1911 Encyclopædia Britannica/Wyoming Valley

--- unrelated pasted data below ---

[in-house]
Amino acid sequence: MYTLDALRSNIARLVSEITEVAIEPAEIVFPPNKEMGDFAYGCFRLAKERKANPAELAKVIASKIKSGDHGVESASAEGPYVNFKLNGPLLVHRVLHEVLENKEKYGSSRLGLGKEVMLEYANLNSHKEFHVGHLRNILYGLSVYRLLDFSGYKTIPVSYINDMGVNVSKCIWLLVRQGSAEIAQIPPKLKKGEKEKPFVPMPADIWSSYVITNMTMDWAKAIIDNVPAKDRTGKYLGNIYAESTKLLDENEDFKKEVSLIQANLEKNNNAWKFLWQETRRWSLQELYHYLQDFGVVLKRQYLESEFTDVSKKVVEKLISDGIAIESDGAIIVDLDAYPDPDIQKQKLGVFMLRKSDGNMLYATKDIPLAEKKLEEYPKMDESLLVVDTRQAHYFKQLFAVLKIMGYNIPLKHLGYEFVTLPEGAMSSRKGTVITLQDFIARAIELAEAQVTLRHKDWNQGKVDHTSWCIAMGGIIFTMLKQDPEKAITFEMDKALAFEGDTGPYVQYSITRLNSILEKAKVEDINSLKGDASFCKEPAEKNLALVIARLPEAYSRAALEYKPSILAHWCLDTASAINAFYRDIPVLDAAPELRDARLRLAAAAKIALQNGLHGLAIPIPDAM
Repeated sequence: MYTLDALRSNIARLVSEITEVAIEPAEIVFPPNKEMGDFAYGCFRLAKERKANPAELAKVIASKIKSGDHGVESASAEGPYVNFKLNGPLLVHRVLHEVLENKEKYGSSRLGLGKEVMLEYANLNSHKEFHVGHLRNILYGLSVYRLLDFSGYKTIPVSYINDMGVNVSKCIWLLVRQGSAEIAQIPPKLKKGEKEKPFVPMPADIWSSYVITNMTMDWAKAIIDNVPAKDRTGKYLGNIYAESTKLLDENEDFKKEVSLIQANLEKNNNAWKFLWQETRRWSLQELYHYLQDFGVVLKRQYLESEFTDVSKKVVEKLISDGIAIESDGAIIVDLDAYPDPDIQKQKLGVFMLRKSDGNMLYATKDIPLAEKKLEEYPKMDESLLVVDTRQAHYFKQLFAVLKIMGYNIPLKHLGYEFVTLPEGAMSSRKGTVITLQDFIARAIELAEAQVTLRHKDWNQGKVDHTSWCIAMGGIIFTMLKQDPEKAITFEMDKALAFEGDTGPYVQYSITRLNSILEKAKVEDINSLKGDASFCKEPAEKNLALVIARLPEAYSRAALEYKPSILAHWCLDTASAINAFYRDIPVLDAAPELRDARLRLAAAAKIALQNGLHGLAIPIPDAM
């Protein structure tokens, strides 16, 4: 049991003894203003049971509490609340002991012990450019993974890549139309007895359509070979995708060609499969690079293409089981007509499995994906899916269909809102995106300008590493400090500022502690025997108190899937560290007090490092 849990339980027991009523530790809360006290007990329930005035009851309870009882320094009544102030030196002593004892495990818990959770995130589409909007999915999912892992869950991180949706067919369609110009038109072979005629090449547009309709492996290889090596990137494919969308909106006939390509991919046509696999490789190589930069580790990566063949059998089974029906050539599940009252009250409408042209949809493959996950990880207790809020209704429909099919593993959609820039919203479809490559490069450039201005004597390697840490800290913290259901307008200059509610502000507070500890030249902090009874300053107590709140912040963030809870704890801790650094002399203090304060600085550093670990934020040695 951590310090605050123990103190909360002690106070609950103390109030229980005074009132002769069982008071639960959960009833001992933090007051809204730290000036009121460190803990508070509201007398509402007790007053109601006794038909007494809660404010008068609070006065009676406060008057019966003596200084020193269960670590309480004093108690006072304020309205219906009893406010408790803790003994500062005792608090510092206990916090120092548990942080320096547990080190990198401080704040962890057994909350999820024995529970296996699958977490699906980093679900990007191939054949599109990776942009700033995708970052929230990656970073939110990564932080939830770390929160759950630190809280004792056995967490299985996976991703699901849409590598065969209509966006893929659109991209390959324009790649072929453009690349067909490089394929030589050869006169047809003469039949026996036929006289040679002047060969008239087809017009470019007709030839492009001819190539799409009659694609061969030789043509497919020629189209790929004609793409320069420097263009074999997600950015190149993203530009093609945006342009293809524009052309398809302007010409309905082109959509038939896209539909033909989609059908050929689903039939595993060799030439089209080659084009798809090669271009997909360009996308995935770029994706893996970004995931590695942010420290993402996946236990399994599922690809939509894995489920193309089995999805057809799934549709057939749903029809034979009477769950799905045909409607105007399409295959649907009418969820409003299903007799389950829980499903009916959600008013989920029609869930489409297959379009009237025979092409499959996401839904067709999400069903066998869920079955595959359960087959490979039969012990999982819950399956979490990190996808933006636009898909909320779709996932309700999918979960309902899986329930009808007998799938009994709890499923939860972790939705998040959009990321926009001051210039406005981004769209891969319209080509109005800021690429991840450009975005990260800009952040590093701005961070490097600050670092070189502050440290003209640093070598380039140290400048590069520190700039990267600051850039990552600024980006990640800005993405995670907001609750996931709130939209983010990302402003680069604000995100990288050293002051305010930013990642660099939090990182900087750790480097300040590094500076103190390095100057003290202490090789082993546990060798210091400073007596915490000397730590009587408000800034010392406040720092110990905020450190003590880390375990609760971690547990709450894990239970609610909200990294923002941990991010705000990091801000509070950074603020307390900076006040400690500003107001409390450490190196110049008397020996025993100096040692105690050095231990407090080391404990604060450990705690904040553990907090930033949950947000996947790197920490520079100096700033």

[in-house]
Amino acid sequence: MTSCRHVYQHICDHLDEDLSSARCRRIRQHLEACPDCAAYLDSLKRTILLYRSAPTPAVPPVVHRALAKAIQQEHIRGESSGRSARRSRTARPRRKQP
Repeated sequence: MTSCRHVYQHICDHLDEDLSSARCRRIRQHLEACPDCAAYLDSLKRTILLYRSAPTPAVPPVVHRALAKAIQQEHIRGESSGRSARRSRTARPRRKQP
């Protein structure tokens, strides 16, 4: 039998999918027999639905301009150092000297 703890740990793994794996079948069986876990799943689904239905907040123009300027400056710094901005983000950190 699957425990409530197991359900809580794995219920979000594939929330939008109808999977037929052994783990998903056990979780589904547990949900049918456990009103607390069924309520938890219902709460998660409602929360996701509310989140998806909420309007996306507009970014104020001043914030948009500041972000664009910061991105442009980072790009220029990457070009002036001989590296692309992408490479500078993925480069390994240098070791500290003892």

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WYOMING VALLEY, a valley on the N. branch of the Susquehanna river, in Luzerne county, Pennsylvania, U.S.A. Its name is a corruption of a Delaware Indian word meaning “large plains.” The valley, properly speaking, is about 3½ m. wide and about 25 m. long, but the term is sometimes used historically in a broader sense to include all of the territory in the N.E. of the state once in dispute between Pennsylvania and Connecticut. In Connecticut the Susquehanna Land Company was formed in 1753 to colonize the valley, and the Delaware Land Company was formed in 1754 for the region immediately W. of the Delaware river. The rights of the Six Nations to all this territory were purchased at Albany, New York, by the Susquehanna Company in 1754, but the work of colonization was delayed for a time by the Seven Years' War. A few colonists sent out by the Susquehanna Company settled at Mill Creek near the present site of Wilkes-Barré in 1763, but were (October 15th) attacked and driven away by the Indians. In December 1768 the company divided a part of the valley into five townships of 5 sq. m. each, granting to forty proprietors the choice of one of these on condition that they should take possession of it by the 1st of February 1769, and the other four townships to 200 settlers on condition that they should follow by the 1st of May. The first group arrived on the 8th of February, the first division of the larger body on the 12th of May, and the five original towns of Wilkes-Barré (q.v.), Kingston (q.v.), Hanover,[1] Plymouth and Pittston were soon founded.